Over the past seven years, the rate of Amazon deforestation has fallen by 75 per cent, a drop large enough to earn Brazil a US$1billion bounty from Norway as part of a 2008 deal.
‘Brazil’s achievements in reducing deforestation in the Amazon are truly impressive,’ says Norwegian Minister of Climate and Environment, Tine Sundtoft. ‘The benefits for the global climate, for biodiversity and vital ecosystem services, as well as for the people living in and off the Amazon, are immeasurable. Through the Amazon Fund, Brazil has established what has become a model for other national climate change funds.’
The Amazon Fund is administered by the Brazilian Development Bank (BNDES), the world’s second largest development bank. Norway is the largest contributor, which is paid through the Norway International Climate and Forest Initiative (NICFI), a state pledge to spend up to three billion Norwegian kroner (£234million) per year ‘to help save tropical forests while improving the livelihoods of those who live off, in, and near the forests’. While Brazil has received the majority of the NICFI’s funds, worldwide distribution of funds totalled as much as US$3.3billion (NOK 19.8billion) as of 2014.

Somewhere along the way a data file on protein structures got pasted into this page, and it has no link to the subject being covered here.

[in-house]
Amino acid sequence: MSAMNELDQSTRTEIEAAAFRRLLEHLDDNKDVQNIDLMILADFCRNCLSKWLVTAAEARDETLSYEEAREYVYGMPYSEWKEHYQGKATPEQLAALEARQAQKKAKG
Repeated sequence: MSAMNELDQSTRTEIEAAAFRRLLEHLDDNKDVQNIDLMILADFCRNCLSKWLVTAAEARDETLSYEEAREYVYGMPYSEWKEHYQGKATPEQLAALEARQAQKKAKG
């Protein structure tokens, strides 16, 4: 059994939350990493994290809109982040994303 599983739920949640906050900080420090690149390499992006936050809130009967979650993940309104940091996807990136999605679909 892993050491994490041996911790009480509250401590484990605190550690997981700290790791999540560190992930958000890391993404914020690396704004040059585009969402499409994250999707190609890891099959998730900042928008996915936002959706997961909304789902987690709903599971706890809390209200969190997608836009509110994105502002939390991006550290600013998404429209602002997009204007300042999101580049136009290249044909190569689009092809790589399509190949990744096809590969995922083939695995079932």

A 2014 evaluation of NICFI drew attention to the way in which the programme is succeeding despite difficult circumstances. ‘When NICFI was set up, it all happened as a political initiative,’ says Ida Hellmark, adviser for the Norwegian Agency for Development Cooperation. ‘The evaluation shows that both the pre-initiative planning and the reporting during the implementation were inadequate. The outcome has clearly been positive, but much has been due to wide political support, large disbursements, greater flexibility and competent employees.’
This article was published in the November 2015 edition of Geographical Magazine.